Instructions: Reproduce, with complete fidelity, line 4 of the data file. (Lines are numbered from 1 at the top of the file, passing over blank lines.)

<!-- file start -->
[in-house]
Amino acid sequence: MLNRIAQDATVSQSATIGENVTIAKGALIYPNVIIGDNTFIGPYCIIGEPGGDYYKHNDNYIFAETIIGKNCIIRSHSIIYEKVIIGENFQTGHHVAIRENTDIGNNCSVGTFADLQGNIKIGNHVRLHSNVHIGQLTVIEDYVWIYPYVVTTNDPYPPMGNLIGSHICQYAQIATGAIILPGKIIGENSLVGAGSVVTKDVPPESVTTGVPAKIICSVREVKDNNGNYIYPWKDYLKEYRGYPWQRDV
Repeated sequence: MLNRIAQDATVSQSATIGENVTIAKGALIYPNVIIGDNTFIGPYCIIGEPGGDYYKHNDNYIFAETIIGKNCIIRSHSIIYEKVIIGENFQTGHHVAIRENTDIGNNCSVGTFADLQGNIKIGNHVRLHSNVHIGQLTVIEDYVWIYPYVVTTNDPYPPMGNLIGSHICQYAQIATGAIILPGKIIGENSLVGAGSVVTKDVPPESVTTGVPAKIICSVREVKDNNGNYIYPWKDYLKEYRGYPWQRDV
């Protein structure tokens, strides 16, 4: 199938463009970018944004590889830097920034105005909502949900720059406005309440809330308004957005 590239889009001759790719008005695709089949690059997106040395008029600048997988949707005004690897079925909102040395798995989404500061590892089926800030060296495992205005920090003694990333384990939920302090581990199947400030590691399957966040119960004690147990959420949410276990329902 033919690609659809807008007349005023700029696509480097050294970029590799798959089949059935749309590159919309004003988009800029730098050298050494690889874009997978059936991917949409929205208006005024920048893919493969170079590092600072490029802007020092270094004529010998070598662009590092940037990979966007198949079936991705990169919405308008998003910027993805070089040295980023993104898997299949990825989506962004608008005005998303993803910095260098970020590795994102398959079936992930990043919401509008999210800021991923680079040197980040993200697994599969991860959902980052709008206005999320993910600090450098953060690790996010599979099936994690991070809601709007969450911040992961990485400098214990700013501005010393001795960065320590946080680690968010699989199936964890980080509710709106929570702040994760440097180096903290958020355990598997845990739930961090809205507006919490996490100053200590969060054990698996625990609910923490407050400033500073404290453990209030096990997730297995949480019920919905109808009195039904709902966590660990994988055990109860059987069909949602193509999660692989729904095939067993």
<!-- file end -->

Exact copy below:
């Protein structure tokens, strides 16, 4: 199938463009970018944004590889830097920034105005909502949900720059406005309440809330308004957005 590239889009001759790719008005695709089949690059997106040395008029600048997988949707005004690897079925909102040395798995989404500061590892089926800030060296495992205005920090003694990333384990939920302090581990199947400030590691399957966040119960004690147990959420949410276990329902 033919690609659809807008007349005023700029696509480097050294970029590799798959089949059935749309590159919309004003988009800029730098050298050494690889874009997978059936991917949409929205208006005024920048893919493969170079590092600072490029802007020092270094004529010998070598662009590092940037990979966007198949079936991705990169919405308008998003910027993805070089040295980023993104898997299949990825989506962004608008005005998303993803910095260098970020590795994102398959079936992930990043919401509008999210800021991923680079040197980040993200697994599969991860959902980052709008206005999320993910600090450098953060690790996010599979099936994690991070809601709007969450911040992961990485400098214990700013501005010393001795960065320590946080680690968010699989199936964890980080509710709106929570702040994760440097180096903290958020355990598997845990739930961090809205507006919490996490100053200590969060054990698996625990609910923490407050400033500073404290453990209030096990997730297995949480019920919905109808009195039904709902966590660990994988055990109860059987069909949602193509999660692989729904095939067993």